The hidden costs of adapting the homes of older and disabled people

May 11, 2018

By Lesley Curtis, Research Fellow at PSSRU Kent

The profile of home adaptations for older and disabled people was raised when the Care Act 2014 placed new obligations on Local Authorities to adapt the houses of those eligible.  The national allocation of funding for Disabled Facilities Grants (DFGs), the principal source of finance for publicly funded home adaptations, was subsequently doubled from £220 million in 2015/16 to £394 million in 2016/17 and is projected to increase to over £500 million by 2019/20.

The gatekeepers of home adaptations are occupational therapists who have launched a campaign to demonstrate that their service can ‘Improve Lives and Save Money’.  The Royal College of Occupational Therapists (RCOT) have some excellent examples on their website of how home adaptations can improve lives but the evidence for how much money can be saved is sparse, and when any cost savings are estimated, not all staff time is included.  An underestimation of costs could lead to a shortfall in Disabled Facilities Grants (DFGs) allocations and result in longer waiting times for people having their homes adapted. This in turn could lead to falls and preventable hospital admissions.

To support the RCOT campaign, we have worked with Foundations, the national body of Home Improvement Agencies (HIAs) and Handyperson Services to identify the process of providing home adaptations. We have also obtained the time inputs of staff involved in fitting seven of the most commonly required major adaptations (costing more than £1,000) and 11 of the most commonly required minor adaptations (costing less than £1,000). The most requested major adaptations were stairlifts and level access shower installations as well as the more costly home conversions. Fitting handrails were the most frequently requested minor adaptations, but others included widening doorways and installing lighting to outside steps. Using the information provided by the Local Authorities and Home Improvement Agencies recruited by Foundations and drawing on the PSSRU’s well established approach used in the Unit Costs of Health and Social Care volumes, we were able to estimate costs for each adaptation type.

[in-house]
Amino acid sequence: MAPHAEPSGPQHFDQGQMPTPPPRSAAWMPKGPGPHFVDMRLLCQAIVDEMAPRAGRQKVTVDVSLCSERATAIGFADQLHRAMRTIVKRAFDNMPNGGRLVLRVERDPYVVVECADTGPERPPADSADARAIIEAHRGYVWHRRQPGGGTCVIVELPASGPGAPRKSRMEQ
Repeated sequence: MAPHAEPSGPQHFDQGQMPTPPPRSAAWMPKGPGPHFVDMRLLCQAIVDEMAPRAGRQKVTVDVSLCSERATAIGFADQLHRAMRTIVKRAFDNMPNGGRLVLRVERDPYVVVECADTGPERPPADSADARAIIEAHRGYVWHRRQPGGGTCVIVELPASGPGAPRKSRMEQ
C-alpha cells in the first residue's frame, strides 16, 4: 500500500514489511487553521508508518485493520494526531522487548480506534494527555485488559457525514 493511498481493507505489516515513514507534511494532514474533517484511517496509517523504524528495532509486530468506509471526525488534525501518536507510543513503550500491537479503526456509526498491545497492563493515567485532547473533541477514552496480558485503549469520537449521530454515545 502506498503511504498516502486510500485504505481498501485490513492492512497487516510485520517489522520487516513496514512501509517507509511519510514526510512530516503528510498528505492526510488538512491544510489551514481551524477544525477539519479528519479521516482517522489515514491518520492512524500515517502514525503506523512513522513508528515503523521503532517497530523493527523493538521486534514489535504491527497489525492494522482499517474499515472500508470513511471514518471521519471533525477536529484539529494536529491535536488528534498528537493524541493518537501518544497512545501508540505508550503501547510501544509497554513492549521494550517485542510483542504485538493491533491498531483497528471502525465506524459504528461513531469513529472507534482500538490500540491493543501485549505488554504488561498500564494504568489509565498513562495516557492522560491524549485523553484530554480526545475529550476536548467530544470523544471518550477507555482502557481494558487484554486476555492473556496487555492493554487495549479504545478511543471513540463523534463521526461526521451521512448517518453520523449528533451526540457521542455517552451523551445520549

We found that the total mean cost was £16,647 for major adaptations, ranging from £2,474 to £36,681, and £451 for minor adaptations, ranging from £63 to £1,424.  Staffing costs formed a large part of the cost of home adaptations but the study identified different ways in which organisations can optimise their staff mix to reduce these costs.

For detailed information, see the published article in the Kent Academic Repository or alternatively, search on the British Journal of Occupational Therapy website.